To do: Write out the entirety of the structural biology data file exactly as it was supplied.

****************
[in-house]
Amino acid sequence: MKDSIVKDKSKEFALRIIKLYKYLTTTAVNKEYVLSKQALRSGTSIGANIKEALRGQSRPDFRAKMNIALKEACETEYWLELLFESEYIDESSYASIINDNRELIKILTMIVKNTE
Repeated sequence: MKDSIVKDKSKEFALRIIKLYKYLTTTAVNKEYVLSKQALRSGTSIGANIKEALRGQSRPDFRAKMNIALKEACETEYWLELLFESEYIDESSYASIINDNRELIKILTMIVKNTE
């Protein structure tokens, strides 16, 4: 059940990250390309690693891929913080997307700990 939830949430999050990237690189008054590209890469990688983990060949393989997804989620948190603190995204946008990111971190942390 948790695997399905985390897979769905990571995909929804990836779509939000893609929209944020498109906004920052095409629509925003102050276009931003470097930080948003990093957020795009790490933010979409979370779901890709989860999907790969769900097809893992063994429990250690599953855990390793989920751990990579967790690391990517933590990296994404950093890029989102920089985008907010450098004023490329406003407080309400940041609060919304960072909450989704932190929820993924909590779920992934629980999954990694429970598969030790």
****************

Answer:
[in-house]
Amino acid sequence: MKDSIVKDKSKEFALRIIKLYKYLTTTAVNKEYVLSKQALRSGTSIGANIKEALRGQSRPDFRAKMNIALKEACETEYWLELLFESEYIDESSYASIINDNRELIKILTMIVKNTE
Repeated sequence: MKDSIVKDKSKEFALRIIKLYKYLTTTAVNKEYVLSKQALRSGTSIGANIKEALRGQSRPDFRAKMNIALKEACETEYWLELLFESEYIDESSYASIINDNRELIKILTMIVKNTE
């Protein structure tokens, strides 16, 4: 059940990250390309690693891929913080997307700990 939830949430999050990237690189008054590209890469990688983990060949393989997804989620948190603190995204946008990111971190942390 948790695997399905985390897979769905990571995909929804990836779509939000893609929209944020498109906004920052095409629509925003102050276009931003470097930080948003990093957020795009790490933010979409979370779901890709989860999907790969769900097809893992063994429990250690599953855990390793989920751990990579967790690391990517933590990296994404950093890029989102920089985008907010450098004023490329406003407080309400940041609060919304960072909450989704932190929820993924909590779920992934629980999954990694429970598969030790």